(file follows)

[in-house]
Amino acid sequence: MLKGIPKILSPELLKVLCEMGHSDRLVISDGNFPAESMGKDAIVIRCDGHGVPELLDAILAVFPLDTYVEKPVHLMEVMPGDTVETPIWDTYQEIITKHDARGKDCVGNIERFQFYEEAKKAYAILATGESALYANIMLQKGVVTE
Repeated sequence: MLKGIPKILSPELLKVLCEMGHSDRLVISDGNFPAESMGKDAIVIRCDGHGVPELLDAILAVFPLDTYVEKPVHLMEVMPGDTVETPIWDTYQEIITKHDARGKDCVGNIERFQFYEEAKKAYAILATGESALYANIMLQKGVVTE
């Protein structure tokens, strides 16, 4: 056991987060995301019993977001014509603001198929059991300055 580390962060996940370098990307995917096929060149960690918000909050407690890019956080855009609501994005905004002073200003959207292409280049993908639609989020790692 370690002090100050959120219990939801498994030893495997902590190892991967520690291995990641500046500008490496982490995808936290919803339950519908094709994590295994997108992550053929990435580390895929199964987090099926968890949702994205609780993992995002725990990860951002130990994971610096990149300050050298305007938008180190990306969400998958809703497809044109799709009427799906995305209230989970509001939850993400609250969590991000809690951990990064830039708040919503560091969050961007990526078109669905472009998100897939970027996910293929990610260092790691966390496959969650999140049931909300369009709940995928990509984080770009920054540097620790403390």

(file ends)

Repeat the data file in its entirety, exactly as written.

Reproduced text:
[in-house]
Amino acid sequence: MLKGIPKILSPELLKVLCEMGHSDRLVISDGNFPAESMGKDAIVIRCDGHGVPELLDAILAVFPLDTYVEKPVHLMEVMPGDTVETPIWDTYQEIITKHDARGKDCVGNIERFQFYEEAKKAYAILATGESALYANIMLQKGVVTE
Repeated sequence: MLKGIPKILSPELLKVLCEMGHSDRLVISDGNFPAESMGKDAIVIRCDGHGVPELLDAILAVFPLDTYVEKPVHLMEVMPGDTVETPIWDTYQEIITKHDARGKDCVGNIERFQFYEEAKKAYAILATGESALYANIMLQKGVVTE
């Protein structure tokens, strides 16, 4: 056991987060995301019993977001014509603001198929059991300055 580390962060996940370098990307995917096929060149960690918000909050407690890019956080855009609501994005905004002073200003959207292409280049993908639609989020790692 370690002090100050959120219990939801498994030893495997902590190892991967520690291995990641500046500008490496982490995808936290919803339950519908094709994590295994997108992550053929990435580390895929199964987090099926968890949702994205609780993992995002725990990860951002130990994971610096990149300050050298305007938008180190990306969400998958809703497809044109799709009427799906995305209230989970509001939850993400609250969590991000809690951990990064830039708040919503560091969050961007990526078109669905472009998100897939970027996910293929990610260092790691966390496959969650999140049931909300369009709940995928990509984080770009920054540097620790403390």